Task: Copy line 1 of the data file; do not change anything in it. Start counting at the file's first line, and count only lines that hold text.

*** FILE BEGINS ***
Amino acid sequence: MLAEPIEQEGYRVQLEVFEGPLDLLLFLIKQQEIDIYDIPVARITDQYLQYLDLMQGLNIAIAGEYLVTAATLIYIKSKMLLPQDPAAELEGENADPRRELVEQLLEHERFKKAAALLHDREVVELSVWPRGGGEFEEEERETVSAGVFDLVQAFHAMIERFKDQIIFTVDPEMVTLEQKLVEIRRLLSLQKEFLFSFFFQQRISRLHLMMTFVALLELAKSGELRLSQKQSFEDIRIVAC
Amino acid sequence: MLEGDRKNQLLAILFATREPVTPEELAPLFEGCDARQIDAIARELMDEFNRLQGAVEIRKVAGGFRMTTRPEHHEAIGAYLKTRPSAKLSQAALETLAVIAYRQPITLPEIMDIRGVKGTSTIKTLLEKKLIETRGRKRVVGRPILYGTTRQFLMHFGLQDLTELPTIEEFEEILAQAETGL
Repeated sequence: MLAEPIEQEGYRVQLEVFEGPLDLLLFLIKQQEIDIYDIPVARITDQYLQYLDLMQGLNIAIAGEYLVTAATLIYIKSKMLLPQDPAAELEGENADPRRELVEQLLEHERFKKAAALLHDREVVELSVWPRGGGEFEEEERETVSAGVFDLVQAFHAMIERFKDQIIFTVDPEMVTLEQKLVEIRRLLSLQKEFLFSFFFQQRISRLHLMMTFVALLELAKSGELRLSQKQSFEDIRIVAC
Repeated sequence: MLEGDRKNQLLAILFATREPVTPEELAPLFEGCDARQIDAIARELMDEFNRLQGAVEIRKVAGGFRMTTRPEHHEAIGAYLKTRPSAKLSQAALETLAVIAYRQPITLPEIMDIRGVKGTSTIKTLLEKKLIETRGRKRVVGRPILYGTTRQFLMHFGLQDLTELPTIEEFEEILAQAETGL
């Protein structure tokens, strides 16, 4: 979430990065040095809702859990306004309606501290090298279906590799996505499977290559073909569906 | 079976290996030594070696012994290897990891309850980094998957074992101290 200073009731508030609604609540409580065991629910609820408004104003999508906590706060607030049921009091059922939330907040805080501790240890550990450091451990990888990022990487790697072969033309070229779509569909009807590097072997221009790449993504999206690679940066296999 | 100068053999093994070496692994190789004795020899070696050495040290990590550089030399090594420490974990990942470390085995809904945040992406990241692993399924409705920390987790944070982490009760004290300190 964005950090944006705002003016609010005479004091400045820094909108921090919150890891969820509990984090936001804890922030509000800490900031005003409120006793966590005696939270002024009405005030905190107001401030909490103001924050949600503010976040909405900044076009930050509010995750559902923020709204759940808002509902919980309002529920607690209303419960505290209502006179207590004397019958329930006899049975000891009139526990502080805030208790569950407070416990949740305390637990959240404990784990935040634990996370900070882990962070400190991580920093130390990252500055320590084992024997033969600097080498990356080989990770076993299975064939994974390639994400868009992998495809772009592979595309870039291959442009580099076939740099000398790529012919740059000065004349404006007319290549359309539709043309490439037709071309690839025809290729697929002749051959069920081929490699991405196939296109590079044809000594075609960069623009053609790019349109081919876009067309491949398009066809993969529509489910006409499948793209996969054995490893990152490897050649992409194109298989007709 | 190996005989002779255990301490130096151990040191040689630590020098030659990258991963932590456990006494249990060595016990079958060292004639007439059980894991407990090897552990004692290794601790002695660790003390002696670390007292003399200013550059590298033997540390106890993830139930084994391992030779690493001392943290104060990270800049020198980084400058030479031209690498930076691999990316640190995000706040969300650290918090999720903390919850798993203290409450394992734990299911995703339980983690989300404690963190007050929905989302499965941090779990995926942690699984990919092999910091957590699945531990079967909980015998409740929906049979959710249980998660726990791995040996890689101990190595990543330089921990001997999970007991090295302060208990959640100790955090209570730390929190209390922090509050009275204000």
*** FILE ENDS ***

Amino acid sequence: MLAEPIEQEGYRVQLEVFEGPLDLLLFLIKQQEIDIYDIPVARITDQYLQYLDLMQGLNIAIAGEYLVTAATLIYIKSKMLLPQDPAAELEGENADPRRELVEQLLEHERFKKAAALLHDREVVELSVWPRGGGEFEEEERETVSAGVFDLVQAFHAMIERFKDQIIFTVDPEMVTLEQKLVEIRRLLSLQKEFLFSFFFQQRISRLHLMMTFVALLELAKSGELRLSQKQSFEDIRIVAC